By way of Twickenham- overground to Jubilee to Waterloo to the Great Southwestern Railway to Twickenham out in zone 5! This is the farthest I have traveled. And so many stops and new names… I read about this open day in the Londonist email… “EEL PIE ISLAND: There’s a rare chance to set foot on Twickenham’s mysterious Eel Pie Island this weekend. The artists who work in the studios on the usually-private spit of land in the Thames open their doors for the public to see them at work. You can buy their art directly from them — but take cash, as not all of them can accept card payments. Eel Pie Island (Twickenham), free, just turn up, 22-23 June (and 29-30 June)”

Arriving in just under an hour we alighted the train at Twickenham in zone 5 and took the correct but quite circuitous route out of the station to walk down the Main Street to lunch at Avocado and Lemon. I had a sandwich which was very good and Brad had Eggs Benedict which he like very much. What we didn’t know at the time was two blocks further on there was a little market where the street had been closed and there were plenty of restaurants that had put out tables and chairs so you could eat and enjoy the sight of the market. I’m not saying we made a mistake, just that you never know what lies ahead.

Ahhh. I can’t say enough good about this day. I had read a description of a typical English village only this one, Twickenham, was said to be a bit more upscale than most, and if I knew what an English village felt like this would be it. Beautiful homes , small shops, a village gathering, people strolling. What’s not to love.

We crossed over a small footbridge and wandered the length of Eel Pie Island, about 4 minutes end to end. Very eclectic, very glad we went, very piled high with debris… at least on the artist side of the Island.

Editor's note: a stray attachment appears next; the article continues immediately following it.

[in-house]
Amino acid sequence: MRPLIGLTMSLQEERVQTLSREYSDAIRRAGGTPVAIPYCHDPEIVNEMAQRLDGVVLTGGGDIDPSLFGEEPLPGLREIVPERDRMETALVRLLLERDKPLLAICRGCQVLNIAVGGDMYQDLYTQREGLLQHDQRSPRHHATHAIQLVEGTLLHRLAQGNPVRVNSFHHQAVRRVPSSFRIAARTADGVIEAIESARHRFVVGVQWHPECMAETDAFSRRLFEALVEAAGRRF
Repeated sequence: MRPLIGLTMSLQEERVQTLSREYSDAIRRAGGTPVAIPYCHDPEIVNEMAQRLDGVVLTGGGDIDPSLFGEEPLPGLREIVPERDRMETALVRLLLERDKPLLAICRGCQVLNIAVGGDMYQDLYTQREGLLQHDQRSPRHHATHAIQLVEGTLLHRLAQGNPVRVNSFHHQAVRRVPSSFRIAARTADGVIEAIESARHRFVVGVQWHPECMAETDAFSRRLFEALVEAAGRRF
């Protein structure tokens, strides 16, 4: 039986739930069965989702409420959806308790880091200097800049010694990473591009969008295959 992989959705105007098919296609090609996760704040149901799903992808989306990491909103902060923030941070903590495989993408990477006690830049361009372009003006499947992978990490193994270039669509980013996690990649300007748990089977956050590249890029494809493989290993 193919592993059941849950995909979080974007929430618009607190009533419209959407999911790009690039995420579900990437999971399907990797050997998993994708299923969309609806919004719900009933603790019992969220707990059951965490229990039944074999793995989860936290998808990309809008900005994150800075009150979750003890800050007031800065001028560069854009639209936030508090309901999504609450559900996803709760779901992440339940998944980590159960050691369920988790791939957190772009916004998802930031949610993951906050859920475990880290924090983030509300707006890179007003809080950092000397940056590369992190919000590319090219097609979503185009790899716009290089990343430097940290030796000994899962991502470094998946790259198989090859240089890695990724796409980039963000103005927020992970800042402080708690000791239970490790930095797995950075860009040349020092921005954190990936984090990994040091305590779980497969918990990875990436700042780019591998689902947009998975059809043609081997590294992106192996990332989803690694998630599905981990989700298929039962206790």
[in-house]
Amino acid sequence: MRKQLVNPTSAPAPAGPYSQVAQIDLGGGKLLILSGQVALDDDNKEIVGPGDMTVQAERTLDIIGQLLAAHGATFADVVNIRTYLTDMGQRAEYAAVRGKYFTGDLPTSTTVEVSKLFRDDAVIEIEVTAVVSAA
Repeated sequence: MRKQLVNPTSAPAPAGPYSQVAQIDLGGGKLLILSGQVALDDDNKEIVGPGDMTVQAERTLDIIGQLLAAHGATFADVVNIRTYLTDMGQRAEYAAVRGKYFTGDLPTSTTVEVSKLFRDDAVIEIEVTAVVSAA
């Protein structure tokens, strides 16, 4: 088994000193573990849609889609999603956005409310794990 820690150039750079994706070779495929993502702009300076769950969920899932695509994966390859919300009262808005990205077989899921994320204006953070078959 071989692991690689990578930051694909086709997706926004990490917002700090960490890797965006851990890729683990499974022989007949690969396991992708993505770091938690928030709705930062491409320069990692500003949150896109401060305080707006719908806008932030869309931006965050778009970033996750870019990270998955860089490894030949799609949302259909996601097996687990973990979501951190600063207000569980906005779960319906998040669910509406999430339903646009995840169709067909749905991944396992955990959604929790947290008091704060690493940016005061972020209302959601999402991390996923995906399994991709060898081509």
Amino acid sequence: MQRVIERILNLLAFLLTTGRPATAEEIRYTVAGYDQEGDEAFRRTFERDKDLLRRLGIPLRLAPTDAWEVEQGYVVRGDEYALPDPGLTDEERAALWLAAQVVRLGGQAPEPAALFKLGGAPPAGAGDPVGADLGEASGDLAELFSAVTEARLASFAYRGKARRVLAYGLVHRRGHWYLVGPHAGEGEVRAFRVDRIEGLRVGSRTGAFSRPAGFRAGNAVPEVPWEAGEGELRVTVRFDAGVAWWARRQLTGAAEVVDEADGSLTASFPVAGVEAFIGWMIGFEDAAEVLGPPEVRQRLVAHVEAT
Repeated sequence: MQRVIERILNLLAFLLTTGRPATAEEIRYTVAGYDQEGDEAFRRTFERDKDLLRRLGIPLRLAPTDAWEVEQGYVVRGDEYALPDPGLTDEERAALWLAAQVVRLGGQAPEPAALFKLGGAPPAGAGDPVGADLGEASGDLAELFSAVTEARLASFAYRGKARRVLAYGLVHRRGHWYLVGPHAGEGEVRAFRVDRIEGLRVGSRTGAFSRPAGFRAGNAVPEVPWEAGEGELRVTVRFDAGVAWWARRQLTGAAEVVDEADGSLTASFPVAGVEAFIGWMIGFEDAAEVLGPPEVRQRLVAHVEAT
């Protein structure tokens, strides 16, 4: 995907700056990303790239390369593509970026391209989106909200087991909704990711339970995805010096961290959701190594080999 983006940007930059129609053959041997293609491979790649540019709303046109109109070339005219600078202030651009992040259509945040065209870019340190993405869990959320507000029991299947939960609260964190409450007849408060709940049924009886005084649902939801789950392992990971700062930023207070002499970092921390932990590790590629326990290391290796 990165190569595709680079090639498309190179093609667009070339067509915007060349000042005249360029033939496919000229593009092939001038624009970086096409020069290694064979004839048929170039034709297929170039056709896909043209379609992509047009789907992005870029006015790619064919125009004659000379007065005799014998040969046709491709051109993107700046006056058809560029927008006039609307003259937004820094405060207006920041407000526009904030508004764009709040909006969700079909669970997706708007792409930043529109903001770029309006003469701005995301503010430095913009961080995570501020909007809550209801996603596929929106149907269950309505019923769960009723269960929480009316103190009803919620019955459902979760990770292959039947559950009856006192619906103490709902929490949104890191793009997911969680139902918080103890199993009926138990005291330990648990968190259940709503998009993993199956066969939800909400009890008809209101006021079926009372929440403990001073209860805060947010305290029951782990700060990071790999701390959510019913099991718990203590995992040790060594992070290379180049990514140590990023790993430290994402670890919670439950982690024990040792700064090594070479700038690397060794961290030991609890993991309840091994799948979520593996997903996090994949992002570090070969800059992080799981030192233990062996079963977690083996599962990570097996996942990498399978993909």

On the opposite side of the Island from Twickenham were more upscale private homes. Nothing lavish that we could see but certainly well tended to and cared for.

As we wandered back into Twickenham Brad pointed out the high water mark dating to March 1774 I think.

Then we wandered through the church yard.


And off towards Richmond, a larger town a couple of miles down the Thames Path.

As we left Twickenham the path wove us through Gardens, past fountains and then alongside the river past grand old estates and the river full of small boats and fields on the other side. There is a ferry service that will take you across for a pound. There is even some history of the Hammerton ferry you can read about here.

There were a few beautiful overlooks on the way, one to Ham which is a big house on the National Trust and one to a big Hotel up on a hill.


The sight of Richmond when it came into view was of a bustling waterway town – pubs, benches, patches of grass all filled with people enjoying the day. This is so different from anywhere I have ever lived in the U.S. especially Miami where everyone tends to huddle in the house or the car.

and then there were the signs we passed.


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